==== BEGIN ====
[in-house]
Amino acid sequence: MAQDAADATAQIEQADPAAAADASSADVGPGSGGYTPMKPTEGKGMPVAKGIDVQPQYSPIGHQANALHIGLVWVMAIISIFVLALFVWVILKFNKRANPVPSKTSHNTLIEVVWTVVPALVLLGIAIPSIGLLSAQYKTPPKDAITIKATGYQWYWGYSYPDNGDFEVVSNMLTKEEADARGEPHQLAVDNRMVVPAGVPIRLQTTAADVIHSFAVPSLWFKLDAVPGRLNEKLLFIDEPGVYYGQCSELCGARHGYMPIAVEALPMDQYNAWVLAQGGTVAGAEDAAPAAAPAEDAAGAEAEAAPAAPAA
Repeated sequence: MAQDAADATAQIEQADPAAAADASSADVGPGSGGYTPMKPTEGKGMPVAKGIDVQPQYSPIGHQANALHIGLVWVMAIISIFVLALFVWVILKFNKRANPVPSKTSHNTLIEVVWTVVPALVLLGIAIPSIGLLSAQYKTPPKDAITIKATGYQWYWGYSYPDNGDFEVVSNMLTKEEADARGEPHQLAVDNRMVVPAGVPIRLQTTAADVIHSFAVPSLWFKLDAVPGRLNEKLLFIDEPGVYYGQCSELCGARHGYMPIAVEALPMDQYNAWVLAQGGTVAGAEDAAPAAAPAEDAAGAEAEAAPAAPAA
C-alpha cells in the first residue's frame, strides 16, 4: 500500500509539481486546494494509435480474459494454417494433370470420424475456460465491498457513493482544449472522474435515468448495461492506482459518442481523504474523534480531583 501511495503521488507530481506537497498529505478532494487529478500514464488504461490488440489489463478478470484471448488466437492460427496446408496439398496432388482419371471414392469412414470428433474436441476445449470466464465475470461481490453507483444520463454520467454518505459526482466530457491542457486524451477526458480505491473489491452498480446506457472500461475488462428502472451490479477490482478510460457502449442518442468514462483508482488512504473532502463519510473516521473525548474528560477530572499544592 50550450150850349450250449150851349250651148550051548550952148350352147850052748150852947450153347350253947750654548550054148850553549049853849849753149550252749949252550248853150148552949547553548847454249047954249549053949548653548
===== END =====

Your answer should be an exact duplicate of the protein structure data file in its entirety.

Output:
[in-house]
Amino acid sequence: MAQDAADATAQIEQADPAAAADASSADVGPGSGGYTPMKPTEGKGMPVAKGIDVQPQYSPIGHQANALHIGLVWVMAIISIFVLALFVWVILKFNKRANPVPSKTSHNTLIEVVWTVVPALVLLGIAIPSIGLLSAQYKTPPKDAITIKATGYQWYWGYSYPDNGDFEVVSNMLTKEEADARGEPHQLAVDNRMVVPAGVPIRLQTTAADVIHSFAVPSLWFKLDAVPGRLNEKLLFIDEPGVYYGQCSELCGARHGYMPIAVEALPMDQYNAWVLAQGGTVAGAEDAAPAAAPAEDAAGAEAEAAPAAPAA
Repeated sequence: MAQDAADATAQIEQADPAAAADASSADVGPGSGGYTPMKPTEGKGMPVAKGIDVQPQYSPIGHQANALHIGLVWVMAIISIFVLALFVWVILKFNKRANPVPSKTSHNTLIEVVWTVVPALVLLGIAIPSIGLLSAQYKTPPKDAITIKATGYQWYWGYSYPDNGDFEVVSNMLTKEEADARGEPHQLAVDNRMVVPAGVPIRLQTTAADVIHSFAVPSLWFKLDAVPGRLNEKLLFIDEPGVYYGQCSELCGARHGYMPIAVEALPMDQYNAWVLAQGGTVAGAEDAAPAAAPAEDAAGAEAEAAPAAPAA
C-alpha cells in the first residue's frame, strides 16, 4: 500500500509539481486546494494509435480474459494454417494433370470420424475456460465491498457513493482544449472522474435515468448495461492506482459518442481523504474523534480531583 501511495503521488507530481506537497498529505478532494487529478500514464488504461490488440489489463478478470484471448488466437492460427496446408496439398496432388482419371471414392469412414470428433474436441476445449470466464465475470461481490453507483444520463454520467454518505459526482466530457491542457486524451477526458480505491473489491452498480446506457472500461475488462428502472451490479477490482478510460457502449442518442468514462483508482488512504473532502463519510473516521473525548474528560477530572499544592 50550450150850349450250449150851349250651148550051548550952148350352147850052748150852947450153347350253947750654548550054148850553549049853849849753149550252749949252550248853150148552949547553548847454249047954249549053949548653548